You should have seen how the London kyeyo community rejoiced over the elimination of England from the ongoing World Cup in Brazil after the Uruguay Vs England game.
That loss meant even if England had beaten Costa Rica in their next game, (which they didn’t) they were still coming home earlier than the country desired. But then it seems that was the wish of the majority of my fellow kyeyo kinsmen who were more than ecstatic with the results.
Normal behaviour, you would say, from typical football fans. But if the said fans are a collection of foreigners celebrating the demise of the national team of the very foreign country in which they reside and call home, then it gets a bit confusing. And I can bet you the majority of these guys would be hard pressed to pinpoint exactly where Uruguay is on a map.
For the Nigerians, Ghanaians and the other Africans whose teams were in the World Cup, it can be argued that the English being knocked out this early was moral boosting. It shows how equal or ‘ger’ they are to the always bragging ‘Mighty’ England. Fair enough.
But how about my overjoyed Ugandan nkuba kyeyo, who may actually be a nationalised UK citizen by now? Here he is animatedly narrating a blow-by-blow account of how his man Suarez brought England to its knees and ‘killed’ him with happiness.
Baffling as this may seem to you, such attitude and mindset is actually too common within the various kyeyo communities in the UK.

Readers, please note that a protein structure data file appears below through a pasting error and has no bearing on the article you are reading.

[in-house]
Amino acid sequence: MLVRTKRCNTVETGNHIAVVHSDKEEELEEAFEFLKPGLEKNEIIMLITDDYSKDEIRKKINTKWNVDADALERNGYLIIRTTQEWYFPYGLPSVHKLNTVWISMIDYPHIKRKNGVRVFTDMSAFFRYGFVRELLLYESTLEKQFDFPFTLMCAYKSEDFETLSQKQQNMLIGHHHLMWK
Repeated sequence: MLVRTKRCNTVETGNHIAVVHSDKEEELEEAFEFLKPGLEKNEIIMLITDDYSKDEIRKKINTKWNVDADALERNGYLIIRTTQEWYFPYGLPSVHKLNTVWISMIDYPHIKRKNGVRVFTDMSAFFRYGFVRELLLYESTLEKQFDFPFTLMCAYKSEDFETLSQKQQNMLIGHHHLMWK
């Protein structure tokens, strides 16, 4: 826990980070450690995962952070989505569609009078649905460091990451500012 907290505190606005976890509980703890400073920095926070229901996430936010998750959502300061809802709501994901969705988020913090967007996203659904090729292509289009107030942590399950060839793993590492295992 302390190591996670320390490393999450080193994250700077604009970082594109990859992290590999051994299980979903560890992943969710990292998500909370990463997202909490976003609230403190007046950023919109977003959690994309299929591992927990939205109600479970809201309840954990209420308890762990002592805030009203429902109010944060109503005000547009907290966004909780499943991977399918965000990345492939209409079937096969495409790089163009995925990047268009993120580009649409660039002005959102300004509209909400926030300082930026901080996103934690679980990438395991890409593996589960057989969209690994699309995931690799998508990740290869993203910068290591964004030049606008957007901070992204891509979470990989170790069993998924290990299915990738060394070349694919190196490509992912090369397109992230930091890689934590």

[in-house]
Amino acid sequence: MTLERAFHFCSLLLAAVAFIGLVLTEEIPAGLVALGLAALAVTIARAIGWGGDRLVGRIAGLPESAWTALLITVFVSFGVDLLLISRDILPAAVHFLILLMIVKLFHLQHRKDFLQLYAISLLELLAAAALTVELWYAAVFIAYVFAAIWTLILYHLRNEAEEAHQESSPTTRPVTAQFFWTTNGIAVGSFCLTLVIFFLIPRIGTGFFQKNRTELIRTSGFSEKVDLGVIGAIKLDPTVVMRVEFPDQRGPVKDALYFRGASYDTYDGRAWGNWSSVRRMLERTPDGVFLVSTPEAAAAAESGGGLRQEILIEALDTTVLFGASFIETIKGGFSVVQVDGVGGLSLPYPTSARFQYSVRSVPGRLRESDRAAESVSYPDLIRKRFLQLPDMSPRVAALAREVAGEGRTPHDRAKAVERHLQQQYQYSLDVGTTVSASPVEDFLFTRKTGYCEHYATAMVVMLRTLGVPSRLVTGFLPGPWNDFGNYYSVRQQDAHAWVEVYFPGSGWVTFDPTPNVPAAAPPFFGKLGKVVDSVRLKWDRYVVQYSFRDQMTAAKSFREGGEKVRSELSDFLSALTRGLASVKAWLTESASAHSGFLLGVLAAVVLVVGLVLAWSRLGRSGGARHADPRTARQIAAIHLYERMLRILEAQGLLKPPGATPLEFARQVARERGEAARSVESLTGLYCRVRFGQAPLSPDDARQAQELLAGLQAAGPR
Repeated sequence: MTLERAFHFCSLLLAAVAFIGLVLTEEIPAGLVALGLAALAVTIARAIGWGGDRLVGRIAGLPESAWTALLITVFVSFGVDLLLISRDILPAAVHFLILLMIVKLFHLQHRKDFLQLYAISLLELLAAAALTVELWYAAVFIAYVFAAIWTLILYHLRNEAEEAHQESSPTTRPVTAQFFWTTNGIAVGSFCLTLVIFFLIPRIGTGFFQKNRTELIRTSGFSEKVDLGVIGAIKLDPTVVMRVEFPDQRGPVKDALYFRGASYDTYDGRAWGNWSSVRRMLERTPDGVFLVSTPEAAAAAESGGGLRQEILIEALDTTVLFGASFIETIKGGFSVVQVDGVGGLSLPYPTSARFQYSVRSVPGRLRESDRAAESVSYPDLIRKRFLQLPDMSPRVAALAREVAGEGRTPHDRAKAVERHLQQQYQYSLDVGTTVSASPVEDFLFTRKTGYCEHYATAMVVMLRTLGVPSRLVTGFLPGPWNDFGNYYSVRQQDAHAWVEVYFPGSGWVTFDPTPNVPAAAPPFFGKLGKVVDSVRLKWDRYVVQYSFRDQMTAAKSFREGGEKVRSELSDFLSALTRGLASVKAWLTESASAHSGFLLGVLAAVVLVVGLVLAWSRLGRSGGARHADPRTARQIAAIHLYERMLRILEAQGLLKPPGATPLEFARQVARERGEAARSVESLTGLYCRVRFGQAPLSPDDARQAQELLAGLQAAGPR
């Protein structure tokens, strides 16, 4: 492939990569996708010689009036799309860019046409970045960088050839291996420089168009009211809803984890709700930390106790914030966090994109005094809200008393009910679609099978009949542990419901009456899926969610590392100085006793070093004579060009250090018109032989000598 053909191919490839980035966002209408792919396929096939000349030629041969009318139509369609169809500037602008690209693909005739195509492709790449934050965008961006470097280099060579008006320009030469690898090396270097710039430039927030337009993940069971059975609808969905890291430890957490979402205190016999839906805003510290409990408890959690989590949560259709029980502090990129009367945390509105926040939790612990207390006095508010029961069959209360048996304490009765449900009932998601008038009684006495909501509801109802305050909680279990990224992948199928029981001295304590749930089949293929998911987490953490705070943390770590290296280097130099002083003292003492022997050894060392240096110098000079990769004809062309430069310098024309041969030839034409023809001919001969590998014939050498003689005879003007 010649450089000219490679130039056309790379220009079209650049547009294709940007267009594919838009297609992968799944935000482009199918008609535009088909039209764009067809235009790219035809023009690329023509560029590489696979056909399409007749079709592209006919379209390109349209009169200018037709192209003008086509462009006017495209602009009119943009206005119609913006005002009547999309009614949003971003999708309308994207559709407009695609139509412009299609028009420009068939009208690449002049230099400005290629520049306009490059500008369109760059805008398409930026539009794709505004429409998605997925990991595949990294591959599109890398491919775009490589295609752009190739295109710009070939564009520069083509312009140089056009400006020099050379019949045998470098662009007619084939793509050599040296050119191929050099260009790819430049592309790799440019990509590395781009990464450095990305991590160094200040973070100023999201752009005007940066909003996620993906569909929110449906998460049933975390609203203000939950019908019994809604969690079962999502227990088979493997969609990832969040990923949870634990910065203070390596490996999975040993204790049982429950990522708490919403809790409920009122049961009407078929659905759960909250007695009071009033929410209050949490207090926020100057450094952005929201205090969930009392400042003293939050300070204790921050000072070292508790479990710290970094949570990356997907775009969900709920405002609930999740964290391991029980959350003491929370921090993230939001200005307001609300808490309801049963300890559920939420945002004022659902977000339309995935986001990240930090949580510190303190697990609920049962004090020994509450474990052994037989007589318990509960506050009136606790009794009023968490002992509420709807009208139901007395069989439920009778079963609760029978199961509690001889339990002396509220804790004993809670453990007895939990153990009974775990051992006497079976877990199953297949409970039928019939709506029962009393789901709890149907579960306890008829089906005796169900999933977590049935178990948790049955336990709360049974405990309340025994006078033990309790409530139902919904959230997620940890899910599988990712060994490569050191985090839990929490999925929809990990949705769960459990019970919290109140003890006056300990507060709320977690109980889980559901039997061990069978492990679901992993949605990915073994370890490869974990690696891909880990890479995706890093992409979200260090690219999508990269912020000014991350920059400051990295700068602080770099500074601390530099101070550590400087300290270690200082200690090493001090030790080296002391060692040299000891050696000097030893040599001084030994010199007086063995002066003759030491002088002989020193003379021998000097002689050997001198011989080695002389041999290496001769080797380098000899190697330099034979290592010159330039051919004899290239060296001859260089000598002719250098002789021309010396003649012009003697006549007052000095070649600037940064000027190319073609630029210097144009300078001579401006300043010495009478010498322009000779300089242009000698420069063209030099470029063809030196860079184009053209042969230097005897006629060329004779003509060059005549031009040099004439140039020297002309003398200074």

Any small opportunity and chance we get to show off to the bazungu, we do it with ample energy and glee. While the Asians will never stop bragging about cricket, Africans keep drumming on about what lovely climate we have back home and how a mzungu will not want to leave their beautiful countries once he visits. And while at it, we mock and curse the poor, cold, English weather in good measure.
We trash the white man’s pie and sandwich quick meals and tell of our three-times-a-day big feast of fatty meat, fresh milk and rice in plenty. Just the other day, at a one-day job training conference, we had this Nigerian lady laugh at the juice and cheese sandwiches we had for lunch. She went on to weave a tale of real workshops ‘back home’ with proper lunch buffets and flowing ‘sodas.’
You can easily see that many times our bragging nature does not put into consideration the feelings and outlook of the people we brag to. It is, therefore, not surprising that the most cynical of us find it much harder to adapt to the kyeyo life.
The most successful of kyeyo folk in this country, whether it is in business, professional career, education or the everyday life hustle, are the open- minded people. They know when to blend-in with the crowd and yet continue to stay mindful of their surroundings.
If I was to write a book on kyeyo survival skills for beginners, Lesson 101 would gly emphasis the need to smoothly blend into your new surroundings. And cheering on a team to which you have no connection whatsoever, against your adopted home country (even if the home team is rubbish) is no way of doing it.
Source : The Observer